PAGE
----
“Someone who’s been told you can’t or you’re not good enough or you’re not a full member of our community, they now have a place where they are valued without question,” she said. “With this program, people have someplace to go, where they’re expected to be. They’re getting paid, they have community and people who are excited to see them and care about them. They work together, and by the end of the eight weeks they’re helping each other finish their plays.”
Ultimate Reentry Opportunity
The idea for the URO came about in late 2013, according to one of the organization’s founders, Schelley Nunn.
“The reason why this all came about,” Nunn said, “is because there were some serious issues around reentry. A lot of what we know is anecdotal information; it’s been a little difficult getting statistical data.
“We know of people who are opting to go back to jail because it’s just so difficult to be out here,” she said.
In addition to Nunn, Audrey Cooper and Fabina Colon are at the helm of the grant-funded project, which is affiliated with the Multicultural Resource Center (MRC). One of the key aspects of URO’s problem-solving approach is the “collective impact model.”
“It’s really an approach that is used to solve large-scale social issues,” Nunn said. “It goes a step further than collaboration; it brings key organizations and individuals together so they can work outside of the silos that exist when we operate in our own vacuums. It’s a model that has been used internationally with great success.”
So far, the group has begun their work by holding meetings with stakeholders involved in all aspects of a reentering citizen’s life. That has included representatives from fields including mental health, education, probation, and more.
Also, URO plans to start a mentoring program for newly released members of the community.
Colon said that within the next year, they expect to hire one position to coordinate the volunteer mentoring program and another two positions to facilitate working groups for reentry stakeholders.
“There are definitely gaps here in Tompkins County and Ithaca that are pretty serious,” Colon said. “I think that we have a lot of work to do.”
Prison is rife with desperation. Inmates are desperate to get out, desperate for time to pass, desperate to see family, desperate to get laid.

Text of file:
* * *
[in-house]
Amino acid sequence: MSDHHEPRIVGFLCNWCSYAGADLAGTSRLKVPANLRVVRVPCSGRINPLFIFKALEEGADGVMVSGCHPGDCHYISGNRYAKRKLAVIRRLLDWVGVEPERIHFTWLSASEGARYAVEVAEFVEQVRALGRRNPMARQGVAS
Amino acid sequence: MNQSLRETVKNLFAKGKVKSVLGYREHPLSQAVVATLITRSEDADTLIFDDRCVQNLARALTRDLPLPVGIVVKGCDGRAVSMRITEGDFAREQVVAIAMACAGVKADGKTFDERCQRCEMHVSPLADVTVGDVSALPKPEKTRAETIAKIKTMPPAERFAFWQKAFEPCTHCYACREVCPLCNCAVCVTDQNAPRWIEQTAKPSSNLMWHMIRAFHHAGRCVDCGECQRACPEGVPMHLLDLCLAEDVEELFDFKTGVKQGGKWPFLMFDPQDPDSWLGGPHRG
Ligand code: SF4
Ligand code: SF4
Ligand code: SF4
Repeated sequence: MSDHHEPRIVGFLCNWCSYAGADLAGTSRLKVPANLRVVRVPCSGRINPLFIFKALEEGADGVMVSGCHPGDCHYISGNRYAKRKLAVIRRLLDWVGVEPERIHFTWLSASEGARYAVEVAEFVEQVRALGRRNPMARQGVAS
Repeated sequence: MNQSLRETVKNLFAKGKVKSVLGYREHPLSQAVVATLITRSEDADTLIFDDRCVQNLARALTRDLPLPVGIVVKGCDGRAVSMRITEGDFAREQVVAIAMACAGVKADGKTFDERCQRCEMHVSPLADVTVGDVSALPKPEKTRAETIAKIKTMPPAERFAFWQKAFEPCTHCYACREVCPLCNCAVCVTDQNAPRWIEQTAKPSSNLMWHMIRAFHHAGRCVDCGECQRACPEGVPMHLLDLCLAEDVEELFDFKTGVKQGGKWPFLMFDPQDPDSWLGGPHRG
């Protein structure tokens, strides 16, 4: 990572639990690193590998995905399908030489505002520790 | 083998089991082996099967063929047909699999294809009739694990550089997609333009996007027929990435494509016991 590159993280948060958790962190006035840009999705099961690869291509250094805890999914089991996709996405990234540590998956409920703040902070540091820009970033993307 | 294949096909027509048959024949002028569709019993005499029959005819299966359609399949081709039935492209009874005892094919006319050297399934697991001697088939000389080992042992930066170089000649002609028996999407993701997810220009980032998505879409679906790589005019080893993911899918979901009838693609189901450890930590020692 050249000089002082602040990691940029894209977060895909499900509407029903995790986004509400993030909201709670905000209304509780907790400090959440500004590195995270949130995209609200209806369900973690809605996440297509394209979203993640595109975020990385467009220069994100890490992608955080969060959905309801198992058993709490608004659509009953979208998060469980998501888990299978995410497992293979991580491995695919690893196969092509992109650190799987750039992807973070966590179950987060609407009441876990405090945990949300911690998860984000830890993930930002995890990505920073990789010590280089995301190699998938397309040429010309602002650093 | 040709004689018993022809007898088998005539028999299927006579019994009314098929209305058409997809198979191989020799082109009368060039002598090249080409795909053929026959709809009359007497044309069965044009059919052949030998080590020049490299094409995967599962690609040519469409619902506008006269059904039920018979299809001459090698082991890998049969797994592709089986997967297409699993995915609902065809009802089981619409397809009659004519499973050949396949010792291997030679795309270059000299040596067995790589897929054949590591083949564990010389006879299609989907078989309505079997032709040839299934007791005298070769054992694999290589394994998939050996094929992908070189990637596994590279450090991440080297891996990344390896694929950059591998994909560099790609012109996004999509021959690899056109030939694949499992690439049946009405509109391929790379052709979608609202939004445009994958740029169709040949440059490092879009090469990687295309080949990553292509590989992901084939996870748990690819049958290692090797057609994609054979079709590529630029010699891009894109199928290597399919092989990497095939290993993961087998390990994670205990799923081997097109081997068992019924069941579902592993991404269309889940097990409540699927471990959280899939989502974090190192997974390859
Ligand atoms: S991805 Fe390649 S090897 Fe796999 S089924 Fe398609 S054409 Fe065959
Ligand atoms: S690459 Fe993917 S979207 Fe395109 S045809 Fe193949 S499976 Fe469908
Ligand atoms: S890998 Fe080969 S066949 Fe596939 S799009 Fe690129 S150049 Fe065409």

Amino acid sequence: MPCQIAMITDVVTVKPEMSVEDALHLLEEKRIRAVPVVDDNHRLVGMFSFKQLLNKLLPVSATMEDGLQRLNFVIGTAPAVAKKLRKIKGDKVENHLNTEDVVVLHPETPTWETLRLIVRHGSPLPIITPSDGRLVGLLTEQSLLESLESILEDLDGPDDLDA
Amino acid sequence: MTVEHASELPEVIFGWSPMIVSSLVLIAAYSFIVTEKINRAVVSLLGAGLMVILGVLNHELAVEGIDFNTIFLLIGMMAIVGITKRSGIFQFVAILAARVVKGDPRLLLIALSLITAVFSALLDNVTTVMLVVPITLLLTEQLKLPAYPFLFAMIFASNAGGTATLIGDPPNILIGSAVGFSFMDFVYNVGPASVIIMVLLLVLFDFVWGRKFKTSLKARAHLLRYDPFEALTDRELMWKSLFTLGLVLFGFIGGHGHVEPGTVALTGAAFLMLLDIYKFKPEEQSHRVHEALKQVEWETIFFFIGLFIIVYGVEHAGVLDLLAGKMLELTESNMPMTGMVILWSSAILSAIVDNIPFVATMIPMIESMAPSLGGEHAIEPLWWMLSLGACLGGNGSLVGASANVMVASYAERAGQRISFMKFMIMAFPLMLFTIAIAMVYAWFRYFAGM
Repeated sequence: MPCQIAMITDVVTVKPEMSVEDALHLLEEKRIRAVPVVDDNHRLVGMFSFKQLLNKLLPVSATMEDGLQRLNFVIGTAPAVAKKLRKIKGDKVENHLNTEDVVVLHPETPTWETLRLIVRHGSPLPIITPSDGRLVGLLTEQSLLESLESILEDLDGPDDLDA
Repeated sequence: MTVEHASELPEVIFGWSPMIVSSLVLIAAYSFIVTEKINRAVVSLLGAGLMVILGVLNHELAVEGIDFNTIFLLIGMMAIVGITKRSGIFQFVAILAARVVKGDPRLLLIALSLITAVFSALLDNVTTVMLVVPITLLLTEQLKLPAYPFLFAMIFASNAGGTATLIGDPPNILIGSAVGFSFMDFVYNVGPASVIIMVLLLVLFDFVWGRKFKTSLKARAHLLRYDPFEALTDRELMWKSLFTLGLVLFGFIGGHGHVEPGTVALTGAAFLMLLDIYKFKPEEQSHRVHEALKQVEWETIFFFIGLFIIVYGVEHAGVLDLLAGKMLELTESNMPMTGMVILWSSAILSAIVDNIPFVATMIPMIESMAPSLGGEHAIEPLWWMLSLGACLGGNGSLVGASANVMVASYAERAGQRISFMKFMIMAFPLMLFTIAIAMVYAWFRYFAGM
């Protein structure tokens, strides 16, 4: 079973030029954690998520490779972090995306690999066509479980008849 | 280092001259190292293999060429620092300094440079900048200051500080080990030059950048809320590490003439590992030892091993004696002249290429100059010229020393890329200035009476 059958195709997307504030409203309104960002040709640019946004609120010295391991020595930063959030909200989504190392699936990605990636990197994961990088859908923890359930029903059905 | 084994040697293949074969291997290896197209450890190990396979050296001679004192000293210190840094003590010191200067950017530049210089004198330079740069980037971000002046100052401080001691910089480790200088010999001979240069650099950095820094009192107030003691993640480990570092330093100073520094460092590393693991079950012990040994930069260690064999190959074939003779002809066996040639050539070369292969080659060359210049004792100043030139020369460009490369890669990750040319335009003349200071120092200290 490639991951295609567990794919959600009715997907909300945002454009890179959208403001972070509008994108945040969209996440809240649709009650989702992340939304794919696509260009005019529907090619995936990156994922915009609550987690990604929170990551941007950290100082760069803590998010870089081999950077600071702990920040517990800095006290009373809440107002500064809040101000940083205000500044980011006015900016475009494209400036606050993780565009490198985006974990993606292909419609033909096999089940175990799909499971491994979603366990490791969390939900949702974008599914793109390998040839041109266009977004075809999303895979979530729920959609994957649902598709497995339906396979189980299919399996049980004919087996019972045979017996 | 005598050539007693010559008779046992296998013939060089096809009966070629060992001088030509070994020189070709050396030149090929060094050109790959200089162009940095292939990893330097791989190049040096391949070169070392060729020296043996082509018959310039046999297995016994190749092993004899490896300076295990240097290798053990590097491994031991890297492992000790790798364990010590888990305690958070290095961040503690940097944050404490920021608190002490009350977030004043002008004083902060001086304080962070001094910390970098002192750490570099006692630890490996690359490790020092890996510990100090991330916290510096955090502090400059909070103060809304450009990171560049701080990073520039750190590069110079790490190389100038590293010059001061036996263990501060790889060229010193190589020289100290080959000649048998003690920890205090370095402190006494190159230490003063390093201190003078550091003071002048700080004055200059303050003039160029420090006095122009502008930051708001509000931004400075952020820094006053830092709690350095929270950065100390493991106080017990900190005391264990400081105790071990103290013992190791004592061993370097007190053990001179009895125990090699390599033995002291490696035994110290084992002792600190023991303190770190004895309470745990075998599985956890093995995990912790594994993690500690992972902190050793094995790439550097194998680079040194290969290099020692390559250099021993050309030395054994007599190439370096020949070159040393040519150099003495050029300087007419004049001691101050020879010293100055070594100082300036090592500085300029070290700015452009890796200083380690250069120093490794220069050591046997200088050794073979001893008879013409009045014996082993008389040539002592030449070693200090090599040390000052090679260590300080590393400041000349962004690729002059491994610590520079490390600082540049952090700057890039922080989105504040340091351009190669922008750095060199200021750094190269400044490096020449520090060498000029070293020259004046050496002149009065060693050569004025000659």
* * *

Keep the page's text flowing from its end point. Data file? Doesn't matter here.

And some are desperate to get high. There are all manner of creative ways people succeed in finding intoxication behind bars—and some even make the news, like the drone drug drops in Ohio in July. Here, from two women who know a thing or two about doing time, are seven weird (and real) ways in which prisoners attempt (and often fail) to get twisted while they’re in the clink.
1. Kissing Cousins. One of the major drug smuggling routes into correctional facilities is through visiting rooms. Sometimes, goods are exchanged through a simple handoff. Sometimes, they’re exchanged during a kiss. That’s a method that works reasonably well if it’s someone you might reasonably kiss on the lips. If your brother, mother, or cousin is smuggling in drugs, you should probably not make out with them. That might raise some red flags.
Probability of attracting attention notwithstanding, some prisoners still use intra-familial drug smuggling techniques. Sometimes, making out with your cousin pays off and you get the goods without a hitch. (Some guards just think inmates are depraved enough that they seem to chalk it up to another oddity of prison life and don’t investigate further.) Sometimes, a guard raises an eyebrow and you end up in solitary confinement for months on end. So it’s risky, but it can work.
2. Taking Coffee to the Next Level. In prisons and jails, typically the only coffee option is instant coffee purchased on commissary. Sometimes, there’s java available in the mess hall—but sometimes it’s just a woefully decaffeinated tease. So if you want caffeine, it’s often the powdered stuff or nothing.
Drug addicts, however, are used to putting powders up their noses. The thing is, desperate drug addicts behind bars plus intranasal powdered coffee does not equal a pleasant high. It only equals a brown nose and a sense of failure. (But that’s never stopped anyone from trying.)